The share portfolio of SMSF investors also tend to be overweight in the resource companies and banks that dominate the local bourse and significantly underweight in sectors such as healthcare, technology, luxury goods and consumables – which are easier to find in overseas markets.
SMSFs wising up to value investing
Short-term trading within an SMSF contradicts the core reason for investing in super, and also drives up transaction costs.
Increasing numbers of SMSF members are “wising up” about how to find value in both the Australian and overseas equities markets.
Share Analysis has developed a stock selection system based on the theory of “value investing” as espoused by Berkshire Hathaway chairman Warren Buffett.
The aim is to buy stocks at prices lower than their “intrinsic value”.
The value investing philosophy is based on the principle that all great-quality companies display similar distinguishing characteristics, which contribute to that “intrinsic value”.
Share Analysis’s automated process of rating and valuing stocks uses filters based around five distinguishing characteristics of top stocks:
• Good management with a proven track record of delivering value for shareholders.
• Return on equity greater than 15 per cent.
• A net debt to equity ratio of less than 40 per cent.
• Strong earnings per share growth.
• Positive future intrinsic value growth.
The greatest advantage of following a long-term value investing approach when building the share component of your SMSF portfolio is that it is cheap and relatively low-maintenance.
Building your SMSF share portfolio
Depending on how many stocks you want in your portfolio (most analysts say 20 to 30 is optimal), you can build an excellent portfolio of top value domestic stocks with as little as $50,000. You will need $100,000 if you want to invest offshore.
$5000 in each of 10 stocks is quite a decent domestic portfolio, however with more funds it is worth diversifying your SMSF share portfolio into overseas markets.
Direct overseas share investing, if you have a long-term time frame, is becoming much cheaper and easier than it used to be. Most of the major online brokers all offer online trading facilities for the major offshore markets and you can expect to pay from $50 per trade for brokerage. You no longer need to rely on expensive managed vehicles to gain your overseas equity exposure.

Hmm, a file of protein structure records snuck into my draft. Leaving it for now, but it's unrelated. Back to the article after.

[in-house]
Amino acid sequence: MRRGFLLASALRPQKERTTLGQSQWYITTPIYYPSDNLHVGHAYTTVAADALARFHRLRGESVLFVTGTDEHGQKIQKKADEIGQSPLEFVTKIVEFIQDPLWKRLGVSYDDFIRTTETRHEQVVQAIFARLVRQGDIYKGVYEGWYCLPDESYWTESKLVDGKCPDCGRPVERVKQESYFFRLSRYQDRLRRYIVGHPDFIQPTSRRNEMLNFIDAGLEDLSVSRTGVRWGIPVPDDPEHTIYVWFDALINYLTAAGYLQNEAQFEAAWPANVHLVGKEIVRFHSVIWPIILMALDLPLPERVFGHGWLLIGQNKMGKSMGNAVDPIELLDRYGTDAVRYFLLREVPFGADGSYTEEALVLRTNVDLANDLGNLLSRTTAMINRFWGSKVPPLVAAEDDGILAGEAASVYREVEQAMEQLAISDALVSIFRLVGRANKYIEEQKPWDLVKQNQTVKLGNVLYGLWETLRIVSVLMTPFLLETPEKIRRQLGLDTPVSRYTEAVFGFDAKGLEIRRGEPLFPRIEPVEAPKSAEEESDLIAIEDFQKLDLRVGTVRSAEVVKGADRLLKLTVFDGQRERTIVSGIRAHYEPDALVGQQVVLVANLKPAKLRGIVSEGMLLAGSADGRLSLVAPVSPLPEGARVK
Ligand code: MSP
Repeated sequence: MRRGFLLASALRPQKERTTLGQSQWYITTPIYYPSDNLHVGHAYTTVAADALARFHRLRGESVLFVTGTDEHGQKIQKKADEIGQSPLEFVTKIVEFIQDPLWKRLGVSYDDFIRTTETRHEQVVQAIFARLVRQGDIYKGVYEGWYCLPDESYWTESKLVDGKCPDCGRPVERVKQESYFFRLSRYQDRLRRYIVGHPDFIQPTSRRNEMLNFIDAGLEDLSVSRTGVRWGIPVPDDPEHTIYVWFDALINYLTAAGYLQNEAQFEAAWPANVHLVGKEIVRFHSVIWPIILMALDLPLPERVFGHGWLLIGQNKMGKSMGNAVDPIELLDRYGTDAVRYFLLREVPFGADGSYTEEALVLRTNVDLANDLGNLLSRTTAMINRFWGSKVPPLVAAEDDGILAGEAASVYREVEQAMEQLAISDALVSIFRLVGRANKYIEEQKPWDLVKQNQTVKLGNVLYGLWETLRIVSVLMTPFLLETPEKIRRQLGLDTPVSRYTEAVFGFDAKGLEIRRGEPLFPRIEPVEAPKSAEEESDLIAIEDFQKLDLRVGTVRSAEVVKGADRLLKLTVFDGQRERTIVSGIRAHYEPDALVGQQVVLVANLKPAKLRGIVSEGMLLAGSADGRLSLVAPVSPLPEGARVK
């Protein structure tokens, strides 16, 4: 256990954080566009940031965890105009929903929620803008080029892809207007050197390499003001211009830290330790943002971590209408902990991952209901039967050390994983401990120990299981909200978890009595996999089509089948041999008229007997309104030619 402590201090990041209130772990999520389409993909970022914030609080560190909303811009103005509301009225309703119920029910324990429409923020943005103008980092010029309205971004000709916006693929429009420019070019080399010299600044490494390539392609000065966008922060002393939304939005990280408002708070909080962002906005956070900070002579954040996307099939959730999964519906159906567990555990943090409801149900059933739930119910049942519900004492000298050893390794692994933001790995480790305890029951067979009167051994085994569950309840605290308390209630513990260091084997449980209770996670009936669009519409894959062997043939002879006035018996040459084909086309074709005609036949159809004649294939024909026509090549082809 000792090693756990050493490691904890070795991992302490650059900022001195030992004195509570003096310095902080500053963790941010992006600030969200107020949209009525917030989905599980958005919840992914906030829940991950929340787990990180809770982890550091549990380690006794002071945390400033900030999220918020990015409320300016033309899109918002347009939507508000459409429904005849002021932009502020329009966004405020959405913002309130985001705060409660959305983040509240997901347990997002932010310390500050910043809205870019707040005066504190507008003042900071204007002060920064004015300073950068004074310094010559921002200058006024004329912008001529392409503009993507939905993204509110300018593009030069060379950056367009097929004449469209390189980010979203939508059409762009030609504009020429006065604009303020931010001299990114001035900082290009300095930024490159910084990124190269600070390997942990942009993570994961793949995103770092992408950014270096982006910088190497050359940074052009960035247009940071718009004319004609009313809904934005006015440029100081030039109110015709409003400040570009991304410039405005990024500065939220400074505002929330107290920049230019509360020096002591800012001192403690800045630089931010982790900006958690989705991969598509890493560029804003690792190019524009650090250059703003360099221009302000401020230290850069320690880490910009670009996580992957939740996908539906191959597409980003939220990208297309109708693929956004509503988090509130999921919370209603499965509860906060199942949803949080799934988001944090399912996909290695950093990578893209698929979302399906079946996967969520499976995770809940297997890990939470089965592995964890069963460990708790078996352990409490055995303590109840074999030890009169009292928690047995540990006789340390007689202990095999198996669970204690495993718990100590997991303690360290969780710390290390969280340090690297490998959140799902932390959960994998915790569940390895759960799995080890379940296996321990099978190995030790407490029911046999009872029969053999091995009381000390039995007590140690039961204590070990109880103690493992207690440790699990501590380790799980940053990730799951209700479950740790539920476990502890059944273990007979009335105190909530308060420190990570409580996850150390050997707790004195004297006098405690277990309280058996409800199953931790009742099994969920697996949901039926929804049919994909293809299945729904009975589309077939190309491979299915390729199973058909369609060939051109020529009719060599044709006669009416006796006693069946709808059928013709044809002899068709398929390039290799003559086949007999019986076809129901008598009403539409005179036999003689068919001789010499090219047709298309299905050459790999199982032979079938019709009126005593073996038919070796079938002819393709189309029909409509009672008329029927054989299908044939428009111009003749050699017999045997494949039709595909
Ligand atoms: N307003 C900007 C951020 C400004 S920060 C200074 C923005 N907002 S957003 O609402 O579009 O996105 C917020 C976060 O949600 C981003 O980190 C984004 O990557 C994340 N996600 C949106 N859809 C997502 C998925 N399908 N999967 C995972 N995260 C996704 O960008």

If you take a long-term investment time frame you also don’t need to worry about the cost of hedging against currency risk.
If you are investing in an SMSF you may well have a 20- to 25-year time frame. During that time the currency is going to jump all around. Think about your US stocks as a US dollar portfolio, for example, and then when it is time to sell, that’s when you need to think about the optimum time to bring your funds back into Australian dollars.
Focus on growth stocks to secure outperformance
Unless your SMSF is in pension phase, your focus should be on stocks primed for growth. Don’t fall victim to the common mistake of placing too much emphasis on high dividends and franking credits at the expense of getting better investment outcomes.
If you invest in a profitable business that’s making a 15 per cent return on investment as measured by return on equity, if it pays out a high dividend and gives it to you, you will put it in a bank account and earn 2 per cent. If those earnings were kept by the company and reinvested in the business a further 15 per cent could have been generated, so you as an investor and owner are better off leaving it to the managers to invest the profits.
Cash and Aussie shares: are they right for your SMSF?
Don’t get caught up in the hype and misconceptions.
When it comes to running your own SMSF, some people would have you believe it’s only for the super wealthy or ultra brainy. Nothing could be further from the truth.
According to Australia’s premier body for SMSF investors, the SMSF Association, here are the most common myths and misconceptions about SMSFs that you should regularly question and discuss with your SMSF advisor:
1. SMSFs only invest in cash and Australian shares
2. SMSFs are for rich, older people
3. SMSFs are all using gearing to invest in property
4. SMSFs have tax advantages over other super funds
To download the SMSF Association’s latest Trustee document click here.
About The SMSF Association
The SMSF Association exists to improve the quality of advisors, the knowledge of trustees and the credibility and health of the vibrant SMSF community.
As part of their commitment to improving the knowledge of trustees they create complimentary information documents for Trustees discussing common misconceptions around SMSFs. Click here to view the latest document.